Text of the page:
By Rabbi Joel Mosbacher

Fourteen months ago on a cold evening, I joined with thousands of people at John F. Kennedy Airport chanting, “Refugees are welcome here!” It was an intense, at times overwhelming experience.

This past Tuesday night, leaders of our congregation with crumbs of matzah still symbolically in the folds of our clothes, stood in the increasingly deserted arrivals hall at JFK, waiting with baited breath for a family to enter the United States – a family that we are committed to helping resettle.

And then, finally, almost 2.5 hours after they landed, they emerged. The family was tired after a 12-hour plane flight filled with babies screaming all the way from Amman, exhausted from a nearly 5-year process of seeking entry to the United States. Tears filled my eyes as we welcomed a 74-year-old man, a 57-year-old woman, and their 21-year-old son – all Muslims – to the United States for the very first time.

I can now say that two of the most emotional experiences of my life have taken place at JFK!

There are some 65 million refugees in the world today – a terrible and challenging number. And while the Trump administration has set the quota of refugees the United States will welcome this year at a historically low 45,000, at the current pace, less than half that already ridiculously low number will be permitted to make their way to safety here in the United States.

The family we have welcomed is originally from Iraq. They entered the United States not as refugees in the technical sense, but on Special Immigrant Visas (SIV), generally given to people who helped the US Military in some manner in Iraq or Afghanistan. We now know that the father in the family was a contractor who worked with the Coalition Forces. After a time, the family began to receive death threats. Their older son was soon afraid to leave their home as a militia waited outside each morning to threaten the family. They left everything behind and fled to Jordan, and have spent much of the last five years applying for SIVs to enter the United States.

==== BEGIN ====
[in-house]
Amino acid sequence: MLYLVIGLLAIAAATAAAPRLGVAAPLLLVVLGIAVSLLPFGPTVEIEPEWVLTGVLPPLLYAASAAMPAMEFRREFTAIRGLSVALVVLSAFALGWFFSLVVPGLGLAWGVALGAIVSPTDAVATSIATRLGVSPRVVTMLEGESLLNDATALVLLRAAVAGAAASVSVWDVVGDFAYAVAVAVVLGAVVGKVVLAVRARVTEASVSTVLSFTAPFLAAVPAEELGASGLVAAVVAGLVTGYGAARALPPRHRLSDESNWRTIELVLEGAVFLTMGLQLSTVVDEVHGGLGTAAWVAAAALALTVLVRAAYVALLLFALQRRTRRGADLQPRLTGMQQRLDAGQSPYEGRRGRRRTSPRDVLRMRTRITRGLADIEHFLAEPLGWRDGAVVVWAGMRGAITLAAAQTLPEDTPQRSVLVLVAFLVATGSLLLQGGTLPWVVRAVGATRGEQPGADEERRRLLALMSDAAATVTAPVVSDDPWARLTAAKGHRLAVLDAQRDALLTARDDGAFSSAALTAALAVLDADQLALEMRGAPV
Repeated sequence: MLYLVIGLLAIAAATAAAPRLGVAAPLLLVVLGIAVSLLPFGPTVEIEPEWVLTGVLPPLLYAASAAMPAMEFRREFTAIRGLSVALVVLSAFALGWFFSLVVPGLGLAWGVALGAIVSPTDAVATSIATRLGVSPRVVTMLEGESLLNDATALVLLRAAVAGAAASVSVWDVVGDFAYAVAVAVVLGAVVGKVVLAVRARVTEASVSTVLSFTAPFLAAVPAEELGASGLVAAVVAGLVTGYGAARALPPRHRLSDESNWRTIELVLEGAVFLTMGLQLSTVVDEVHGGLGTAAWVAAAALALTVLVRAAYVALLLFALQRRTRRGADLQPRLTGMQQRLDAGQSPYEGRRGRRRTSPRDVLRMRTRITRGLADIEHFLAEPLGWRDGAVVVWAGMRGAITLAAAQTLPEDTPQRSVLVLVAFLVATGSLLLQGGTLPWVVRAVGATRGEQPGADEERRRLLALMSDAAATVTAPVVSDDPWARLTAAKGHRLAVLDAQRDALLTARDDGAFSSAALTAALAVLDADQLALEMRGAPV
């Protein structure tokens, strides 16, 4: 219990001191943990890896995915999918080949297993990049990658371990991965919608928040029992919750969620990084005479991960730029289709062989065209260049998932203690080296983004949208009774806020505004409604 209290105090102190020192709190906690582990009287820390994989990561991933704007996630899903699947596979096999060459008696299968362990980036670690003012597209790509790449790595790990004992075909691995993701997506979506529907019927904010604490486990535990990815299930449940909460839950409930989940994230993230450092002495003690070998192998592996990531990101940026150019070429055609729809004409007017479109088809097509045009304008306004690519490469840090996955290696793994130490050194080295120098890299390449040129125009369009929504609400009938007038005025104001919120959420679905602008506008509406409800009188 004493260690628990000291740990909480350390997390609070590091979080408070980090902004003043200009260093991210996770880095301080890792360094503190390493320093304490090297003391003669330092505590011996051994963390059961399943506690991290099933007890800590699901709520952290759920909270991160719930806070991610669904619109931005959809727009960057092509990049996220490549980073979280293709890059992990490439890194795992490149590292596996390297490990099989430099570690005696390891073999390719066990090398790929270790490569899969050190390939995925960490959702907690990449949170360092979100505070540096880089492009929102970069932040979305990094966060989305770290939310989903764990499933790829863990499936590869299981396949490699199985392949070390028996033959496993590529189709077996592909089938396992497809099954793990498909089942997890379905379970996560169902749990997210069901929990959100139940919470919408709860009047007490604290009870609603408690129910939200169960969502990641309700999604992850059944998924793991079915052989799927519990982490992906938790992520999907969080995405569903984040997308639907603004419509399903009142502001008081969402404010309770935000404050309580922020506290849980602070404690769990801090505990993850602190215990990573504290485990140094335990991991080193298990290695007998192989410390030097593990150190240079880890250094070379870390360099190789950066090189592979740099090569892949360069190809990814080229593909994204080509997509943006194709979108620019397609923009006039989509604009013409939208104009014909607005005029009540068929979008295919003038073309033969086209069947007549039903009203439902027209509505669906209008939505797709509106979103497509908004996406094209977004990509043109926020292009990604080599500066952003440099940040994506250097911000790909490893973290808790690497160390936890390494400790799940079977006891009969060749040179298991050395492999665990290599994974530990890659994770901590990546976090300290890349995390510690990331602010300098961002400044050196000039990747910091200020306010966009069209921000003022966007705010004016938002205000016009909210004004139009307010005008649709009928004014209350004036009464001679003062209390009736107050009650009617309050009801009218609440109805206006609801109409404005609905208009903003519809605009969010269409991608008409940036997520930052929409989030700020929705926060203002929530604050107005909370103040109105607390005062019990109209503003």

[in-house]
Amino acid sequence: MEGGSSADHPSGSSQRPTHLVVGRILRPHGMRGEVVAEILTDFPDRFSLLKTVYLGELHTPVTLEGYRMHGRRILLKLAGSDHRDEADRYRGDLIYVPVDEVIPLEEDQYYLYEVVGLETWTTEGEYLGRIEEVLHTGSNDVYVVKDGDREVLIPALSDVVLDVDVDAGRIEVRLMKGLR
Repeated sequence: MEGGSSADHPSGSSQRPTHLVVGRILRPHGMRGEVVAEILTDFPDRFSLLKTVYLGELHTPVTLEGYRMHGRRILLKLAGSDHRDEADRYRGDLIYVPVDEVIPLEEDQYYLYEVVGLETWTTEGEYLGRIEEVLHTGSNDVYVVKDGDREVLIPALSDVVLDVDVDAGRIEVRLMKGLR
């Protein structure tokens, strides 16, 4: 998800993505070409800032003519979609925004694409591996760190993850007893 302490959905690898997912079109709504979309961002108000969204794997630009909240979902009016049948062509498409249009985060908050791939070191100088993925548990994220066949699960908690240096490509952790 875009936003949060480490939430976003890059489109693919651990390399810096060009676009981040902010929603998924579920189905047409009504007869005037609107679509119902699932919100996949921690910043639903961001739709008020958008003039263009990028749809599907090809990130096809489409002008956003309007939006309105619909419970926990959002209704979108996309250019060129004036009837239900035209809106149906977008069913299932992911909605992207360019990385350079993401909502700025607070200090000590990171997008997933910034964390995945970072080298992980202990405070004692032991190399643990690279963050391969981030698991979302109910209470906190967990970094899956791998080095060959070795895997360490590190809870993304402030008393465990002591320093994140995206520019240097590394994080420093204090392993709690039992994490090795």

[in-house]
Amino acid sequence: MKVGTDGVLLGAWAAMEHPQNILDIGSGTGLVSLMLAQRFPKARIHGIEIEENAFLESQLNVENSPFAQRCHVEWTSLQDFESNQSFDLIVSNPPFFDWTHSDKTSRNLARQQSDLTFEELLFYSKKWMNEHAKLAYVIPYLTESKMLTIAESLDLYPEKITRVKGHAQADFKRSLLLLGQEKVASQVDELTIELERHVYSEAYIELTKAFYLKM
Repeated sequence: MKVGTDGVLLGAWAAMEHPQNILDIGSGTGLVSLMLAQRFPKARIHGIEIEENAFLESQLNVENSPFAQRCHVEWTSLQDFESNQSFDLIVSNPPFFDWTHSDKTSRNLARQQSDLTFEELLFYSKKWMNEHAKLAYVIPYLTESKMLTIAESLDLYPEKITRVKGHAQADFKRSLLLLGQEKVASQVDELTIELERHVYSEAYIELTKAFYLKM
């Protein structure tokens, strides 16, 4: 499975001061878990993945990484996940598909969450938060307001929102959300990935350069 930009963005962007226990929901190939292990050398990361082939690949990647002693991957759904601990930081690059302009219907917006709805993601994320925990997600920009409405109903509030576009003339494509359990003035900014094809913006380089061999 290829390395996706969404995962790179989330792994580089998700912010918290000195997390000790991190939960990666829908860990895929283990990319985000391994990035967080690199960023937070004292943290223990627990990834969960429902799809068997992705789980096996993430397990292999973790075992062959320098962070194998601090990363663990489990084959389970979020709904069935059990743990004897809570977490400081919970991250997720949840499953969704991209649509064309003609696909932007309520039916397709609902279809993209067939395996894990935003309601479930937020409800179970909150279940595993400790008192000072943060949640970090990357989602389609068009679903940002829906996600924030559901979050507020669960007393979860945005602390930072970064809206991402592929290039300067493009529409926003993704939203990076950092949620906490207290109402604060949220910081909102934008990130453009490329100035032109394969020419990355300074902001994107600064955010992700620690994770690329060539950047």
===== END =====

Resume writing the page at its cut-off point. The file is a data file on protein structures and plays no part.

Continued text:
Thanks to the incredible dedication and generosity of more than 100 members of Shaaray Tefila, we were able to bring this family to a temporary apartment before we bring them next week to a permanent residence. Congregants have given money, items to outfit a new home, in-kind donations to help the family settle in, and so much more. Members have used their connections in extraordinary ways; arranging for a $1500 grocery card; donating ten days of temporary housing for the family. I am in awe, though not surprised, witnessing our community’s willingness and capacity to give, and we look forward to finding a time to honor and publicly thank all who contributed.

For security reasons, it is as yet unclear how much exposure to the congregation this family will want or be able to have with the synagogue at large. But they have already begun, in less than 24 hours, to express their gratitude to all of the people who have helped make this possible.

The family had no idea who would be welcoming them. Upon learning that we are Jews, the woman asked me in perfect English whether I had ever been to Jebel Musa. This site in Jordan is believed by some to be the actual Mt. Sinai where the Israelites received the Torah. When I said I hadn’t, she said, “Perhaps I can take you there some time; it’s an important place for you to visit.”

My friends, we have come out of Egypt once again. We have put away the Passover dishes and the matzah cake meal for another year, and I am so proud to say, and hope you are too, that I am part of a congregation that is engaged in the ongoing work of liberation and continues, in a broken world, to enact its commitment to fixing the brokenness.

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